People will forget what you said, people will forget what you did, but people will never forget how you made them feel.
I will forget what my grandmother Kerma said to me during childhood. I will forget more memories of what she did during our visits. I will always remember the way I felt Thursday morning as I left her Health Center room.
“Who are you? Oh, yes, you are Kay. Marilyn’s daughter. And you are Caitlin, Kay’s daughter.” In spite of having to cite this familial connection at least six times, my grandmother’s smile lit up her corner of the world throughout our forty minute visit. After we hugged goodbye, she leaned back on her pillow, put her hand to her chest and coquettishly admonished, “Don’t do anything I wouldn’t do!” To which I replied, “Leaves me a lot of wiggle room, Grandmother! All I have to do is smile and I will get away with anything!” Such a belly laugh, coming from a tiny 105 year old lady, prompted everyone within earshot to join in!
My grandmother Kerma taught me the value of a smile and so, as I sit among the contents of six boxes-worth of her life, I harvest the way this brown-eyed lady made me feel–grateful, happy, content. The sorting and storing somehow seems less onerous; the sadness at her decline and estate dispersal remains in check.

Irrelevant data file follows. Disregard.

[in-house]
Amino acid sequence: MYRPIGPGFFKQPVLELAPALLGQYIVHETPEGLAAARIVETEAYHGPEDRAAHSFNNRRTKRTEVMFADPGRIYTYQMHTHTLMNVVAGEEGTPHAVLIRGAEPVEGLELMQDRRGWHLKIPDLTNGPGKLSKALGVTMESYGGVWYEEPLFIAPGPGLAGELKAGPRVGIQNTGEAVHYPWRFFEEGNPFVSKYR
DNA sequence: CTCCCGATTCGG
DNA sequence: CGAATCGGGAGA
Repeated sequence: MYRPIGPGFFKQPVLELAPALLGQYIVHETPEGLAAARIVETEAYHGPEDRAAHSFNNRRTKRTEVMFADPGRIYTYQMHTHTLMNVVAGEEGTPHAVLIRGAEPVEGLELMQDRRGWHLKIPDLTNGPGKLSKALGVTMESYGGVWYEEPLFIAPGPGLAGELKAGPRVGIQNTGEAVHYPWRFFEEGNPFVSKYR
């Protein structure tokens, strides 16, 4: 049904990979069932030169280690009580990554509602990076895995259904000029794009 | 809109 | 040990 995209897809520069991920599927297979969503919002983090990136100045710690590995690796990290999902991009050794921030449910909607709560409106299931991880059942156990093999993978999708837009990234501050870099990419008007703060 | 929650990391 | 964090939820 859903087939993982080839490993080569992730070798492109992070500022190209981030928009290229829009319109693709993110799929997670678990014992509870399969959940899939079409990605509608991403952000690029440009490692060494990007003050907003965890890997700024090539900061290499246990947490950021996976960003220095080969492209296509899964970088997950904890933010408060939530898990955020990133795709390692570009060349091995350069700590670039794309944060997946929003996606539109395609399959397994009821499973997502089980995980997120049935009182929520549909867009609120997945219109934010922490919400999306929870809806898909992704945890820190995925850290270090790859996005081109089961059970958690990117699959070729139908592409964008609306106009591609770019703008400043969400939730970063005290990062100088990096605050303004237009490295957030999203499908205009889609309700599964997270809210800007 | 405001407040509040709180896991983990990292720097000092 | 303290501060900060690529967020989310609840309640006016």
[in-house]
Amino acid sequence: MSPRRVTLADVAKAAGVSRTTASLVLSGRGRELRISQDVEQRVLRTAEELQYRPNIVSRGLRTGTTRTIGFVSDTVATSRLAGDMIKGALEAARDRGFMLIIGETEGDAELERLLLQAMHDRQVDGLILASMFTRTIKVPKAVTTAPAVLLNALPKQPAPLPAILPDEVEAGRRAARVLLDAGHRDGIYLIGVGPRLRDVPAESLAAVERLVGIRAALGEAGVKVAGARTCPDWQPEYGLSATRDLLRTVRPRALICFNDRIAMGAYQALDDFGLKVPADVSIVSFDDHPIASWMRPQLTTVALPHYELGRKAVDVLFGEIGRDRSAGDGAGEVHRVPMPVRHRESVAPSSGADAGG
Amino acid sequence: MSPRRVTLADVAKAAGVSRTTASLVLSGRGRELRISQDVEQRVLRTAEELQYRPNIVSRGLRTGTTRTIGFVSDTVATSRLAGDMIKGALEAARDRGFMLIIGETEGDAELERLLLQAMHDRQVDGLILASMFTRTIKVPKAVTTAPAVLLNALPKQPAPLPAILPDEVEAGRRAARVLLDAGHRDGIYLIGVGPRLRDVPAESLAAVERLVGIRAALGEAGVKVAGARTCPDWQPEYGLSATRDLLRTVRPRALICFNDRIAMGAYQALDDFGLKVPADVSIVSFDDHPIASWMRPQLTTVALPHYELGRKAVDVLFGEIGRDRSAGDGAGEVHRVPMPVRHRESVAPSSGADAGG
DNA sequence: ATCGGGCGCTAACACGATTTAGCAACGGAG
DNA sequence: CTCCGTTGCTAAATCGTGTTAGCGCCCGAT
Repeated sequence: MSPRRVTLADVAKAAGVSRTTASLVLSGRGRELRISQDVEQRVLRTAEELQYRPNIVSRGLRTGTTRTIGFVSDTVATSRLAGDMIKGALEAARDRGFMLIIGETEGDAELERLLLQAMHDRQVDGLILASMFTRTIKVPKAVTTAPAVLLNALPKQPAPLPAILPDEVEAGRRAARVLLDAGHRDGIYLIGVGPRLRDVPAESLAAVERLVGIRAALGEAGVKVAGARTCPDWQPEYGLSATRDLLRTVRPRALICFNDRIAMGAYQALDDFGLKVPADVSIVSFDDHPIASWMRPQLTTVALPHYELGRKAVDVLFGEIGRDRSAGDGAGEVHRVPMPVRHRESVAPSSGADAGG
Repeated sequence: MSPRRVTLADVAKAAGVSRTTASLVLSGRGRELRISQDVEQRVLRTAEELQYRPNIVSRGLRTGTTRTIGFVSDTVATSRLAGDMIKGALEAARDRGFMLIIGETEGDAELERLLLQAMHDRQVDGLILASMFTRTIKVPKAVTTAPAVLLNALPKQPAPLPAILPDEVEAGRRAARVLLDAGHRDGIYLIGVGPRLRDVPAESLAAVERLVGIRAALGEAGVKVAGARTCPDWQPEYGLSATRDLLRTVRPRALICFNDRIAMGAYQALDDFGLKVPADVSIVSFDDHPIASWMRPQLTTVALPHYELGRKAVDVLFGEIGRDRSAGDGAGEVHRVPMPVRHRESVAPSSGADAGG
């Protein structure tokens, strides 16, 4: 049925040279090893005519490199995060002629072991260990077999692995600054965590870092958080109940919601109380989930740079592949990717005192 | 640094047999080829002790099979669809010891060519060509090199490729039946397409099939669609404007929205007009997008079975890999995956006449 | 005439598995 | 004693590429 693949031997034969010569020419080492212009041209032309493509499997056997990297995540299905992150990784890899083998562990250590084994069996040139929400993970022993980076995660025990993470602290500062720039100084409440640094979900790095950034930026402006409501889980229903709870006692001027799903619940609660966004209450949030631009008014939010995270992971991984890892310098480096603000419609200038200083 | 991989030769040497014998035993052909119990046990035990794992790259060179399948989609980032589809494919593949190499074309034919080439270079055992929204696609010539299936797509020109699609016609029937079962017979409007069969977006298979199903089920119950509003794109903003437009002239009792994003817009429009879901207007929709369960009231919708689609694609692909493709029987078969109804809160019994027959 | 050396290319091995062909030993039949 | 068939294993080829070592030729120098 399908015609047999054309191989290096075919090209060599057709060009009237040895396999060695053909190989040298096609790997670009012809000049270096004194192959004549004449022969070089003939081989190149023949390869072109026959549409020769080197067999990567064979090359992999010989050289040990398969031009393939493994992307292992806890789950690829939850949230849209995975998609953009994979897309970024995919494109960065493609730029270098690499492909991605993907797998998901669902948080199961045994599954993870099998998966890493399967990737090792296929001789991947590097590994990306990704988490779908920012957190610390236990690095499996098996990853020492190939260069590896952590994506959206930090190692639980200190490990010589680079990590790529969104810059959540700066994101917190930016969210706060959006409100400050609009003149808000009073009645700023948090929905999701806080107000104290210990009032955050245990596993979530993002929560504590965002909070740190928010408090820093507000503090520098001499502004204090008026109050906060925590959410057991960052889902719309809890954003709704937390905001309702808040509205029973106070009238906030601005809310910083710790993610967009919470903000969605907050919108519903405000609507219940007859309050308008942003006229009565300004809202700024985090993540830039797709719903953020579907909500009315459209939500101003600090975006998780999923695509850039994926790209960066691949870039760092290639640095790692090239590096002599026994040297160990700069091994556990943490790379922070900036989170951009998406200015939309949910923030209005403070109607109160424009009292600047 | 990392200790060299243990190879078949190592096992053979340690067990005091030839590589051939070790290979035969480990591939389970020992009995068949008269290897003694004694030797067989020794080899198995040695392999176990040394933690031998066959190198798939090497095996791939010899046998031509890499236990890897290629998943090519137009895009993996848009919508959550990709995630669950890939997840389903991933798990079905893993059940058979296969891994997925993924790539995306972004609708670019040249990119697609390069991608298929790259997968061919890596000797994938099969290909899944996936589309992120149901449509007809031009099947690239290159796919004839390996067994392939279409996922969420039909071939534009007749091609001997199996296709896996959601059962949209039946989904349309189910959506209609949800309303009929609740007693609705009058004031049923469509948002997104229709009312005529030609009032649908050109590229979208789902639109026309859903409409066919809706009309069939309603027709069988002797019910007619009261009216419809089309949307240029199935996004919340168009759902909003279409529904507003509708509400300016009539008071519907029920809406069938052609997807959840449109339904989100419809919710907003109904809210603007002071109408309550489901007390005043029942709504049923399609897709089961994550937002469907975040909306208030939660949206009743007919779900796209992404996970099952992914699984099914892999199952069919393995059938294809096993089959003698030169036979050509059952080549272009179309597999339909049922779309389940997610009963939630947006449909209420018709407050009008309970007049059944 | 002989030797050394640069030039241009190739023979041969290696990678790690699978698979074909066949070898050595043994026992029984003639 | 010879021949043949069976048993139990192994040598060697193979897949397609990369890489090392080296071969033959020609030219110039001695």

I gathered blank address labels–some small and some large–and a pen. Three different sized clear containers stood ready for the storing. The 14″x11″x3″ rectangle will hold the old photographs and large clippings; the 14″x7″x5″ box will hold letters and small clippings; the 11″x6″x3″ container will hold small photographs. I have three containers of each size labeled either 1900-1954, 1955-1984 or 1984-2010. These time frames correspond roughly to the three generations of mementos that I have before me.
The letters have been studied and grouped by date, and sometimes read one more time before being nestled in the appropriate box. Photographs have been examined, and notes made to find out just who is the man in the second row, third from the right. High school graduation programs have been poured over to spot Grandmother’s name and a hush fell in my brain when I touched my parent’s wedding invitation. The vases, plates and odd items have been unwrapped, inventoried and wrapped again, and returned to the moving boxes–which now bear labels declaring their contents.
When my siblings arrive for Thanksgiving we will be able to choose where we start remembering. Treasures can be dispersed yet again as my brothers return home. Then all of us will have tokens of Kerma’s life to help summon up the way she made us feel: content, happy and grateful for a smile.